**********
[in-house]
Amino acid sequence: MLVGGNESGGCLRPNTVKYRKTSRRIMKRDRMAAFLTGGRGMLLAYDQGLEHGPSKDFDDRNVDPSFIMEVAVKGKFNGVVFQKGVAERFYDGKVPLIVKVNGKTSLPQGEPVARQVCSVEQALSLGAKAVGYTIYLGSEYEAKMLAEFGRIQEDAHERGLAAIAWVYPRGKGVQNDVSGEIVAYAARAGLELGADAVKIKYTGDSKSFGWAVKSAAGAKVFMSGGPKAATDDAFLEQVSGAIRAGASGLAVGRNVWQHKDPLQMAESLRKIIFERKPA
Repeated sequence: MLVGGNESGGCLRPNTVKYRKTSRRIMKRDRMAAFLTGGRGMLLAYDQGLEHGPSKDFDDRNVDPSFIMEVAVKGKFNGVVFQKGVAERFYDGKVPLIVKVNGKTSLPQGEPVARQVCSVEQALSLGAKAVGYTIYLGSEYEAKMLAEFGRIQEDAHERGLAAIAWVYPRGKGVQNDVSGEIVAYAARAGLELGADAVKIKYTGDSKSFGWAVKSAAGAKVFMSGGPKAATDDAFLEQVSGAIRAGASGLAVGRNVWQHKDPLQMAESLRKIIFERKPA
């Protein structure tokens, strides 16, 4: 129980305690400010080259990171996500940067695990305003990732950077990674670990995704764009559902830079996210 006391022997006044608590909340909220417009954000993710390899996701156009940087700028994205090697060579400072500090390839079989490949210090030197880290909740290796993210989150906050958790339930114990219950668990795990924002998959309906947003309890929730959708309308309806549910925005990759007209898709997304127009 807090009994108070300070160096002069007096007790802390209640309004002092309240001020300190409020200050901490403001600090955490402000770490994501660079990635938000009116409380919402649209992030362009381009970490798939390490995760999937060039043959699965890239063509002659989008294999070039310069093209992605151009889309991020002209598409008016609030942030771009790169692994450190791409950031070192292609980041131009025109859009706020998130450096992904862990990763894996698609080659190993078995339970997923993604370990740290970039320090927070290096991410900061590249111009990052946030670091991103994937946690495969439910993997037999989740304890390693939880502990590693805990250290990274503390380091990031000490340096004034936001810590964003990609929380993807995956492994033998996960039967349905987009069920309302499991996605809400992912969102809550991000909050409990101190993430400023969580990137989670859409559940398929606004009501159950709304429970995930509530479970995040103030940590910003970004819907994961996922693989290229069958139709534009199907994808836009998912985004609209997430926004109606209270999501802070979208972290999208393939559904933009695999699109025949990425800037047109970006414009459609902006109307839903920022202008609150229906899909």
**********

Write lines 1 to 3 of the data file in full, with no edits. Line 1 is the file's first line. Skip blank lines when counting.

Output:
[in-house]
Amino acid sequence: MLVGGNESGGCLRPNTVKYRKTSRRIMKRDRMAAFLTGGRGMLLAYDQGLEHGPSKDFDDRNVDPSFIMEVAVKGKFNGVVFQKGVAERFYDGKVPLIVKVNGKTSLPQGEPVARQVCSVEQALSLGAKAVGYTIYLGSEYEAKMLAEFGRIQEDAHERGLAAIAWVYPRGKGVQNDVSGEIVAYAARAGLELGADAVKIKYTGDSKSFGWAVKSAAGAKVFMSGGPKAATDDAFLEQVSGAIRAGASGLAVGRNVWQHKDPLQMAESLRKIIFERKPA
Repeated sequence: MLVGGNESGGCLRPNTVKYRKTSRRIMKRDRMAAFLTGGRGMLLAYDQGLEHGPSKDFDDRNVDPSFIMEVAVKGKFNGVVFQKGVAERFYDGKVPLIVKVNGKTSLPQGEPVARQVCSVEQALSLGAKAVGYTIYLGSEYEAKMLAEFGRIQEDAHERGLAAIAWVYPRGKGVQNDVSGEIVAYAARAGLELGADAVKIKYTGDSKSFGWAVKSAAGAKVFMSGGPKAATDDAFLEQVSGAIRAGASGLAVGRNVWQHKDPLQMAESLRKIIFERKPA